Parking just got easier for some San Francisco drivers, as a new program combines high tech data with flexible parking pricing to take the stress out of taking the car downtown. The SFPark program’s motto, “Circle Less. Live more”, refers to the estimate that one-third of city driving is caused by drivers circling in search of parking. This means a prodigious amount of stress, wasted gas and excess emissions in the atmosphere.
The new system includes:
On the program’s website, drivers preparing to go downtown can see exactly how many spaces are available on each block and at what rate, with the rate changing depending on time of day.
SFPark is in a federally-funded pilot phase through mid 2012, affecting 5,500 of San Francisco’s 26,000 metered spaces and 12,250 spaces in 14 of 20 City-owned parking garages.
Demand-Based Parking Rates
Another feature of the program is demand-based pricing. The cost of parking will be automatically adjusted depending on demand, with rates adjusted block by block with a goal of having at least one spot available at any time on a given block. Officials anticipate the price of parking in a space could fluctuate from 25 cents to $6.00 per hour. Rates for special events, such as popular sports matches, may reach as high as $18 in the future. The sfPark website states that rates will be changed up or down no more than once a month and by no more than 50 cents an hour.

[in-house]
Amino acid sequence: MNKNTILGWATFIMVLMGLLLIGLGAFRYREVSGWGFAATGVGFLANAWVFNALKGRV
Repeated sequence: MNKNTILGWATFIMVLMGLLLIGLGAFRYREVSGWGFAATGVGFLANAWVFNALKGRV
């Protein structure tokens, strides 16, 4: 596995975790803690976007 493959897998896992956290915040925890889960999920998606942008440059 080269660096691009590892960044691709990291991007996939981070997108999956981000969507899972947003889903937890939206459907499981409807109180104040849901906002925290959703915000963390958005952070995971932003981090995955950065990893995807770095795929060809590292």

Will Easier Parking Really Mean Less Pollution?
Stated goals of the program include making parking easier, increasing traffic to local businesses and cutting down on unsafe double parking; the effect of the program on parking revenues to the City is not yet proved. Another supposed benefit of the program is that less circling means less gas burning, which means cleaner air. While this sounds good in theory, it is just possible that taking the stress out of parking may mean more people drive into and around the city, spewing more carbon into the air. There are other measures that could result in fewer cars in busy downtown areas, such as the congestion fees as implemented in London and Singapore, which charge a fee for any vehicle entering the downtown area at busy times of day. A congestion fee has been under consideration for San Francisco for some time but there is strong resistance from some in the business community and the proposed congestion fee is still awaiting local and state legislative approval.
Photo: Ad for SFPark program from sfpark.org
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